Zack continued his complaining as the two of them walked out the door, and then I heard the crash of something very heavy hitting the ground. And, I heard the woosh of pounds and pounds of stew splashing onto the sidewalk, I heard Zack let out a curse. Did I mention that Zack’s heart was not in this project of mine? He had let go of his end of the roaster. We scrambled. Haven Center ate Dinty Moore beef stew that night.
I had tried to foist my love of feeding the people at Haven Center onto my family and it hadn’t worked.
So here’s my point. We are all different from one another. The gifts I give may not be the gifts you would be most comfortable giving.
Later in his life, Zack, a very gifted musician and writer of music actually offered to play in my church on a Sunday. He was very willing to share THAT gift.
Sometimes we are simply not ready to share or willing to share what we have to offer. And this is ok. But, for those who aren’t familiar with the gift of generosity that James encourages us to take part in, there is so much to be gained in our spirit, in our hearts, in our minds by being generous people.
There are people who give ALL the time; thinking constantly about what we might do for someone in need. Being generous just feels good. But there’s more to it:
In October of 2020, a Cleveland Clinic article, under the heading, “Mental Health” and titled “Why Giving is Good for Your Health”, shared recent research in the benefits of being generous were explained.
Did you know that the warm and fuzzy feeling you get from helping others is actually good for you? There are proven health benefits to volunteering, donating money, caring for others including, lower blood pressure, increased self-esteem, less depression, lower stress levels, longer life, greater happiness and satisfaction.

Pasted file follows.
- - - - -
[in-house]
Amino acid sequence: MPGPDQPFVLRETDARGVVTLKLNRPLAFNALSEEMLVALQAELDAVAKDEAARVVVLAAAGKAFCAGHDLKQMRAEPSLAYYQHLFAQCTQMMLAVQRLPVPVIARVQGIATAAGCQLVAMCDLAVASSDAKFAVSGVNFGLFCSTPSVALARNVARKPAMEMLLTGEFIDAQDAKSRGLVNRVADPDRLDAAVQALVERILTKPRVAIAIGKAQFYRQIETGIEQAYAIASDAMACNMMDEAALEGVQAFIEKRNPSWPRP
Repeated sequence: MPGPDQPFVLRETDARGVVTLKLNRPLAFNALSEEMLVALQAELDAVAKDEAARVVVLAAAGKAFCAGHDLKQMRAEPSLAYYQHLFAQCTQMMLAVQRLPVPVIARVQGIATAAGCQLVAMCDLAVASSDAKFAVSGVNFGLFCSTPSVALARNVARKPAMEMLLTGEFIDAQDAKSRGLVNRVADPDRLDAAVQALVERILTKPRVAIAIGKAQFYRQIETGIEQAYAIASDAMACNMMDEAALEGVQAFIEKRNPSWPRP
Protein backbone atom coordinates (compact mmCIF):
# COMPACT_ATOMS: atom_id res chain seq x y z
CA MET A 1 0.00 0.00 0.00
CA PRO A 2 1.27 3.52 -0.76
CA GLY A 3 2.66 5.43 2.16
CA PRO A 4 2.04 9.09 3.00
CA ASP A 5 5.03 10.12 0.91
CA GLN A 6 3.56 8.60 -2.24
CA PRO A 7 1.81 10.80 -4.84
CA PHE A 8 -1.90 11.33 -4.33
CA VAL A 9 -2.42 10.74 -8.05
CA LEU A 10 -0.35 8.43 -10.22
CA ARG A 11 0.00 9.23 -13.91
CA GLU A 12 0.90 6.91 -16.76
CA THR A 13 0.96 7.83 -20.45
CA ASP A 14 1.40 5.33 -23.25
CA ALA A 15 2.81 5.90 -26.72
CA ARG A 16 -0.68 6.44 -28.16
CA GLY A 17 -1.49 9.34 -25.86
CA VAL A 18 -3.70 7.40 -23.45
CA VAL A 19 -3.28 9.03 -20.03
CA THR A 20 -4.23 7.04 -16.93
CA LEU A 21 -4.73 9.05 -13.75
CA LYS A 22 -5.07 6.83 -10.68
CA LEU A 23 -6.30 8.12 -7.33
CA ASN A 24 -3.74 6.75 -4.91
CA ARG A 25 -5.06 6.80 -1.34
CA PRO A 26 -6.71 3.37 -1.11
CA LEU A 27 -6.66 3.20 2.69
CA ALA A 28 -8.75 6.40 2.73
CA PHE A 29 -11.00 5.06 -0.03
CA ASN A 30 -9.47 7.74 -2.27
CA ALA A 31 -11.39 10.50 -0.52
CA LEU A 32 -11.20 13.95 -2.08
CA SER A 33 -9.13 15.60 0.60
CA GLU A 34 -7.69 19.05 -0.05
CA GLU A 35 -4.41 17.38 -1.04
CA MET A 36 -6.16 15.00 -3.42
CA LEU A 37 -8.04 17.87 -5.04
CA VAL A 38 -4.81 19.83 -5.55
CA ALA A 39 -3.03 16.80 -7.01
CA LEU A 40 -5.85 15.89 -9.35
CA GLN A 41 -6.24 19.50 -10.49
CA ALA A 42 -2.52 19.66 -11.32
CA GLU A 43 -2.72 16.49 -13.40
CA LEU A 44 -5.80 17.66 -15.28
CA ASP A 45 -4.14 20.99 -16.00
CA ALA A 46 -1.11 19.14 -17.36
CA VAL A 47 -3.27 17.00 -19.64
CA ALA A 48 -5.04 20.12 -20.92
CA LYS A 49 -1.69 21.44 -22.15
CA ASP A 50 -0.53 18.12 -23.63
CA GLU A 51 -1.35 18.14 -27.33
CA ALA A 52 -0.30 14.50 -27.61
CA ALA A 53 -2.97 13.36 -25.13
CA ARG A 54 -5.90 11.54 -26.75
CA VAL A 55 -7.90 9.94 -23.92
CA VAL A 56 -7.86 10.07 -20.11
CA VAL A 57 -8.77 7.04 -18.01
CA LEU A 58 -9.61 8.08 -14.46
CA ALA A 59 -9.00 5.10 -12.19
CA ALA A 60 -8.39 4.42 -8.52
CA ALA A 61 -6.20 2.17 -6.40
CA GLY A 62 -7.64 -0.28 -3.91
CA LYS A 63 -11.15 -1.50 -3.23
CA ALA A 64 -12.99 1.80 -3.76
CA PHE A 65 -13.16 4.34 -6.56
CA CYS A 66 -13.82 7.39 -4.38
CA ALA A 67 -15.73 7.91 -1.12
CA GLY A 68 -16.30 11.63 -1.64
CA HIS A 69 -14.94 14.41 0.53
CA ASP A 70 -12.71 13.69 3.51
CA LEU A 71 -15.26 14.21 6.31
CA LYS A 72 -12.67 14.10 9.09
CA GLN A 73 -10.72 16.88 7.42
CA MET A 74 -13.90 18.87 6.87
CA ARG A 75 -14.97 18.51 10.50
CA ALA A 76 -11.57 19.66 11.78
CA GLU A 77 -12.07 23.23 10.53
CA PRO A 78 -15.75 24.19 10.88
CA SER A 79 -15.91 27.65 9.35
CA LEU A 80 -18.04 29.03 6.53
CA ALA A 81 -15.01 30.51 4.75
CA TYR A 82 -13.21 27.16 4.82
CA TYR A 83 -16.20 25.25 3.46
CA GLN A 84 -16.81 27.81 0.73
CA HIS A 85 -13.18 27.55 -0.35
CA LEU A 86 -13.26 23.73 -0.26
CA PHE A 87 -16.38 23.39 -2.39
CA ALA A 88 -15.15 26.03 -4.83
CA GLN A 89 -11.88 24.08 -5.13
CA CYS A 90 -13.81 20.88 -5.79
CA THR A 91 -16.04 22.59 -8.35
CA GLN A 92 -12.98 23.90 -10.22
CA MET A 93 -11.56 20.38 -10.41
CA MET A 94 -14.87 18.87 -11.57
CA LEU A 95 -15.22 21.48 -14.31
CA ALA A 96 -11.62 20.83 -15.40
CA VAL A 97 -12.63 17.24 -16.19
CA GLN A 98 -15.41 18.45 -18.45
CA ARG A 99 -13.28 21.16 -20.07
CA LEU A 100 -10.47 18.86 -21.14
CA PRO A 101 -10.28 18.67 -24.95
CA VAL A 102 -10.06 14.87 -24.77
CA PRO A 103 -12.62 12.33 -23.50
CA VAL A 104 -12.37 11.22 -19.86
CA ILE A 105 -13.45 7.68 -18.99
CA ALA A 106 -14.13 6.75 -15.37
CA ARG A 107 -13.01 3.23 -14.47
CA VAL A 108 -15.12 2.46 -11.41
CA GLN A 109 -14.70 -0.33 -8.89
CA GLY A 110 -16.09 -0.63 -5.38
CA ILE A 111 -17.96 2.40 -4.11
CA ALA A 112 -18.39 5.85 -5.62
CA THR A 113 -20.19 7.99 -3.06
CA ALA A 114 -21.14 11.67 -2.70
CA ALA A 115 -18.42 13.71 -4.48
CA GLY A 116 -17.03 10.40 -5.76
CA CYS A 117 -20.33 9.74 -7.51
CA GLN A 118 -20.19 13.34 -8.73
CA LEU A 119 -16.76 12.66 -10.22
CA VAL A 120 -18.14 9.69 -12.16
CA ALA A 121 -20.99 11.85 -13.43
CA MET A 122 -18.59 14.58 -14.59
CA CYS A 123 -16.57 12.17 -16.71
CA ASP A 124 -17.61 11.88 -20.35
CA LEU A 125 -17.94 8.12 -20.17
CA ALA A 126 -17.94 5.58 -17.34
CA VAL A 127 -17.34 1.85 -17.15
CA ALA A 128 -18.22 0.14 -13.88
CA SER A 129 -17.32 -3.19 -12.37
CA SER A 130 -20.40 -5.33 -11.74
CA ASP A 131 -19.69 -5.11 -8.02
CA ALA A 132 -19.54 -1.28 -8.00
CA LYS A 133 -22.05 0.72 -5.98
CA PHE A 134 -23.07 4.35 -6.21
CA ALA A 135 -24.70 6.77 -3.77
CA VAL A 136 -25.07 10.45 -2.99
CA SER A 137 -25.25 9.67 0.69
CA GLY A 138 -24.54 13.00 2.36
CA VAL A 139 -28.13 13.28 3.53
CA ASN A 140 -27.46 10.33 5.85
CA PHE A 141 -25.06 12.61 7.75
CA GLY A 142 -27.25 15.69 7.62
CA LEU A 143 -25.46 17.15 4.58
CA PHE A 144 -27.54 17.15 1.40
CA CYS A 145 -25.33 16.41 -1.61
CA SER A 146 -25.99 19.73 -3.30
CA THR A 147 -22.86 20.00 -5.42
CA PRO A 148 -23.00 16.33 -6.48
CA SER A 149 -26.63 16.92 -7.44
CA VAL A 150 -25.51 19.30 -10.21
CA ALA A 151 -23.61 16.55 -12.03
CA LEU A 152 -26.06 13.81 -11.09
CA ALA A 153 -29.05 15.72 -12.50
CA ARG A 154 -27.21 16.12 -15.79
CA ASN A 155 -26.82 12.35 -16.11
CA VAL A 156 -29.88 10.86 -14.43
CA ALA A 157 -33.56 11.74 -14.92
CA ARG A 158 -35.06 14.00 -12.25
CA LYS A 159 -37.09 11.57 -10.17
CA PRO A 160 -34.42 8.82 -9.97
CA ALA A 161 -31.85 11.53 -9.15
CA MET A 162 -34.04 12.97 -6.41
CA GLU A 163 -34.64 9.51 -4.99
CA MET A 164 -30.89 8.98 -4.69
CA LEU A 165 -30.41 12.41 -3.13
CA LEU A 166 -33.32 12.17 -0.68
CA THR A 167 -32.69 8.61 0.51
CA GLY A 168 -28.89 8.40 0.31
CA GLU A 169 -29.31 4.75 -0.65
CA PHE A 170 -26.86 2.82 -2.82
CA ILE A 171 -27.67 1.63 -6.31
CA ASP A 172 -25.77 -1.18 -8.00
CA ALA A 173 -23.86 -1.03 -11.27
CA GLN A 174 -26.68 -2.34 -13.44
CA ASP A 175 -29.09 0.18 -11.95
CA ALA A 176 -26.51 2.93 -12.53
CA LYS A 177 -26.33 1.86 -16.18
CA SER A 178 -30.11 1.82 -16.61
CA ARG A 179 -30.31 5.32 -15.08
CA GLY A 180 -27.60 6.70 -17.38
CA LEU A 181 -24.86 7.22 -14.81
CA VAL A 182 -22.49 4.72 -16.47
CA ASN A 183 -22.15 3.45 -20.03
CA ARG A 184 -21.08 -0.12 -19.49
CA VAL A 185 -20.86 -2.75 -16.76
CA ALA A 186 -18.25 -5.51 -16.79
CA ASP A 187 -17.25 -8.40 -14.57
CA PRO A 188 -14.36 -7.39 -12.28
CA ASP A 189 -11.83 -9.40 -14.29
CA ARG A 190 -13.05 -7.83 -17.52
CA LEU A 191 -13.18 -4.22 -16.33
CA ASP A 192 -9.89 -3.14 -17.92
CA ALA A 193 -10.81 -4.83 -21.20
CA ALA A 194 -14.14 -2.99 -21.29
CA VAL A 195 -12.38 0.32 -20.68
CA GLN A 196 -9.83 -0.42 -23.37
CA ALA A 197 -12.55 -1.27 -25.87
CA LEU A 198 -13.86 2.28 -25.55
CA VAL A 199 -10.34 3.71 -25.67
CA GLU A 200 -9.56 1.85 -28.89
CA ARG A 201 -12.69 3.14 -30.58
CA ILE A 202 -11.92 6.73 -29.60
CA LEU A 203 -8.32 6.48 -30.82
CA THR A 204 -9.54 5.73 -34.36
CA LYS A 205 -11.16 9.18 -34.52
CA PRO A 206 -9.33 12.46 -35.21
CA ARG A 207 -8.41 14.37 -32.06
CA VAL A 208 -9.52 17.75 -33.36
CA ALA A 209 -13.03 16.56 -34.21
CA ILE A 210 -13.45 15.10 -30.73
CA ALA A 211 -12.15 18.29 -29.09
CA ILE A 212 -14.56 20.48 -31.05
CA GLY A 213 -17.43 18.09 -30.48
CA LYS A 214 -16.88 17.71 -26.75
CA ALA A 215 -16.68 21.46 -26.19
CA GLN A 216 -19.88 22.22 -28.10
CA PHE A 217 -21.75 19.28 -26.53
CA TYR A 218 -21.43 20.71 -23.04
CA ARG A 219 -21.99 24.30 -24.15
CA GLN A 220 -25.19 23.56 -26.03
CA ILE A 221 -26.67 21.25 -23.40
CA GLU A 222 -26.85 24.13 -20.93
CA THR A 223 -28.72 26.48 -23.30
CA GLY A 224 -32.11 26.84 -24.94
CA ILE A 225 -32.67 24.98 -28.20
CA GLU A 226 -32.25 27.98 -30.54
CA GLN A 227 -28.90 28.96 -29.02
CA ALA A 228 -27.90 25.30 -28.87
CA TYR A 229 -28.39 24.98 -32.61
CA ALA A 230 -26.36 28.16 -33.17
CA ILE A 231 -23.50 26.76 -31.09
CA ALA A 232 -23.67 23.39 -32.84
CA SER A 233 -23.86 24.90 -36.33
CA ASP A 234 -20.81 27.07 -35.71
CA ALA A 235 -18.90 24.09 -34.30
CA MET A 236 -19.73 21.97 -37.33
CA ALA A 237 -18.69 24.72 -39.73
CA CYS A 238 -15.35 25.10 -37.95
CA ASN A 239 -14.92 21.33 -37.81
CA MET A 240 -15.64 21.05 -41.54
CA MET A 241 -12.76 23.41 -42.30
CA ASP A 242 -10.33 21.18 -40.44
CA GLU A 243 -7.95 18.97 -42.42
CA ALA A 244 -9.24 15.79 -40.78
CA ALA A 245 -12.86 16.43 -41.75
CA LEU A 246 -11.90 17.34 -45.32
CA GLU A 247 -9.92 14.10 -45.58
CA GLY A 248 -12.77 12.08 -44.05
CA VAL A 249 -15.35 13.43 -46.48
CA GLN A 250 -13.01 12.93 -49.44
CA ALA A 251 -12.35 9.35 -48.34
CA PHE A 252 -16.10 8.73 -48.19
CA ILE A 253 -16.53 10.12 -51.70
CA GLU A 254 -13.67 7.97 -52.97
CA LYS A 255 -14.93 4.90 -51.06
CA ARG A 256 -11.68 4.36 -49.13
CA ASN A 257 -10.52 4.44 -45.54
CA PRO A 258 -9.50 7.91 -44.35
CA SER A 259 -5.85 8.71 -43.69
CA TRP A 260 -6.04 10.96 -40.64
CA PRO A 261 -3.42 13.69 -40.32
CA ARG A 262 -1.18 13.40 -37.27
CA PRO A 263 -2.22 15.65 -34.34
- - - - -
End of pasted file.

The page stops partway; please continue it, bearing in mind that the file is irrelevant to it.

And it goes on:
Supportive interactions with others helps people recover from coronary-related events.
People who give their time to help others through community and organizational involvement have greater self-esteem, less depression and lower stress levels than those who don’t.
Giving can create that “warm glow,” because being generous activates regions in the brain associated with pleasure, connection and trust. This is the reason why you feel happy driving back from a volunteer experience.
The MRIs of subjects who gave to charities, show that giving stimulates the reward center in the brain — releasing endorphins, creating what is known as the “helper’s high.” There is evidence that, when being generous, humans secrete “feel good” chemicals in our brains, such as serotonin (a mood-mediating chemical), dopamine (a feel-good chemical) and oxytocin (a compassion and bonding chemical).
Like other highs, this one is addictive, too. So go ahead and reach out to someone in need, and identify opportunities to give back in your community. Your mental and physical health will thank you – and so will the people you help.
There is so much to be gained from being generous with what we have and love the most, like gifts of time, hard work, talents and treasures.
So sure, we can go along with Paul who states that we’re saved by grace alone; but it sure seems that giving can make a big difference in our quality of life while we’re on this earth, creating the Kingdom of God, here and now.
I wanted to share Friday’s Sojourner’s Devotional for you because it is right on for the theme of generosity. I posted it on the church Facebook page on Friday:
|Verse of the day: |
Bear one another’s burdens, and in this way you will fulfill the law of Christ. Galatians 6:2
Voice of the day:
There is no phenomenon in the universe that does not intimately concern us, from a pebble resting at the bottom of the ocean, to the movement of a galaxy millions of light years away.
Thich Nhat Hanh, The Sun of My Heart (2020)
Prayer of the day:
Teach us to discover the worth of each thing, to be filled with awe and contemplation, to recognize that we are profoundly united with every creature as we journey towards your infinite light.- Pope Francis, “A prayer for our earth” AMEN.
Wikipedia. Generosity and religions.
Study on giving. https://link.springer.com/article/10.1007/s10902-020-00242-8